Last week I received the following email:

Hi Christine!

My name is Ann and we were on the Self-Directed Learning call this morning.  I hope you don’t mind me writing.  I looked you up on the discussion board and really wanted to reach out and let you know that hearing your story in class today was very inspiring to me.  You seem like a very courageous person who knows what she wants and isn’t afraid to shake things up and make your dreams a reality.  I admire you!

–“Ann (from Pennsylvania)”

Thank you, Ann, you made my day. I wasn’t having a bad day, but this little note sure kicked my day up a notch. It was a nice reminder to me that (forgive me for using an rather over-used phrase these days) being authentic is often appreciated by others.

I couldn’t help but love being referred to as courageous. Moi?! Weird, independent, heck, even crazy often fits. But courageous? Is it silly to say I don’t often think of myself that way?

But this email got me to thinking that we often fall into patterns. Patterns of how we view the world, ourselves, and maybe even life in general. Without input from others, our interpretations of who we are often remain static. It takes someone else’s input to shake things up. Hopefully for the good. I find it is the little things, like what my mother once said:

Well, someone once put that couch together, you can figure out how to take it apart. (This said to me when I was fretting over HOW could I reupholster the thing)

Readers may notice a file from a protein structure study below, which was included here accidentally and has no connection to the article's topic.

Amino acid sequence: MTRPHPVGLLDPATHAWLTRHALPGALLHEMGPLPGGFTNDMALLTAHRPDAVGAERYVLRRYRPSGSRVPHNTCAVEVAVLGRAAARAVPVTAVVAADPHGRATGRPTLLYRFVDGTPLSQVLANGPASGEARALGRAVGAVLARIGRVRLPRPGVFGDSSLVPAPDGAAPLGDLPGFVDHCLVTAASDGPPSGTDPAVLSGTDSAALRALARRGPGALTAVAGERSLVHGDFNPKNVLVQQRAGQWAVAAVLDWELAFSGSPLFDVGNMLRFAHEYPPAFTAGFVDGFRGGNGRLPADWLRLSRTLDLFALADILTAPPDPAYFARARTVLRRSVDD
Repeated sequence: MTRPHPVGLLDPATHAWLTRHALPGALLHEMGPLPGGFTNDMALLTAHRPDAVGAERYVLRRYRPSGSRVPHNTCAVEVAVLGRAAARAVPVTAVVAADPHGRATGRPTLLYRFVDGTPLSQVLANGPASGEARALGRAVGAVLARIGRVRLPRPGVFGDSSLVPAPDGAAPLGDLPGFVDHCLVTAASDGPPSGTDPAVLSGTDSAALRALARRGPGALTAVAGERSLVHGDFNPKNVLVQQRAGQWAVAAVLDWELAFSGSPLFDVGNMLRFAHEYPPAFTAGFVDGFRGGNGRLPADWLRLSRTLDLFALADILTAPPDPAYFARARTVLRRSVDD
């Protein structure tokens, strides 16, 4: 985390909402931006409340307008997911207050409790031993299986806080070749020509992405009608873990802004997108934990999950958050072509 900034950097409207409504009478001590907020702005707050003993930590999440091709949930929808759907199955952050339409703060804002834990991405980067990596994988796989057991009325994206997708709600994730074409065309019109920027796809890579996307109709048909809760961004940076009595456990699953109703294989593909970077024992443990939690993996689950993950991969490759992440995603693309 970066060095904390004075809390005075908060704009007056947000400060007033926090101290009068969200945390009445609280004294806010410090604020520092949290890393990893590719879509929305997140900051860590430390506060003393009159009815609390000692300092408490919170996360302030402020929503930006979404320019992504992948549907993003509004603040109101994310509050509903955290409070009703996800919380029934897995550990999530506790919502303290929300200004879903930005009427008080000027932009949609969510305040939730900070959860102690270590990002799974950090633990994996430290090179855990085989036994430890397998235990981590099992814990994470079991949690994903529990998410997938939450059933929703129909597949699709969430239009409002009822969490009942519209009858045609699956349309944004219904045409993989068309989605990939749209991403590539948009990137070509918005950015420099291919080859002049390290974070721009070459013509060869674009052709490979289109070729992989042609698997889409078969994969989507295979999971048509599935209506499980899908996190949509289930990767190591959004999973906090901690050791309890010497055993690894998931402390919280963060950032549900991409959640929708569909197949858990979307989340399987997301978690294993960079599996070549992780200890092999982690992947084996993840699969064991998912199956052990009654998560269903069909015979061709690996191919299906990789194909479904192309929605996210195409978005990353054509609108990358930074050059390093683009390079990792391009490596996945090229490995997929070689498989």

Or the bigger stuff, like my Dad saying:

I am really enjoying your book. You are such a good writer, the book just pulls me in. It has generated a lot of reactions in me, but as of right now, the overriding feeling I have is that this book is so real. You have formed your characters as very believable, three dimensional people. And the world in which you have placed them in is totally natural and familiar. Though you have created a rich tapestry of details, it is not the details so much as the way you have seamlessly and, apparently, effortlessly integrated into the story without having them call attention to themselves. You have really hit your stride.

Or simply the words of Mom again, years ago when she said:

Christine, you inspire me.

These are the words that echo in my mind when I am faced with trying times, moments of self-doubt and fear over what tomorrow will bring. Mark Twain once said, “I can live for two months on a good compliment” and he was right on.

It is often those thoughtful words said to others that change lives and open up new worlds of possibilities. All that we are, the endless possibility and potential that lie within, are awakened and pushed to exist with just a few simple words of encouragement. Whose life can you change just by a simple note that reminds them they are unique, worthy of love or respect, and are cared for?

Something to think about…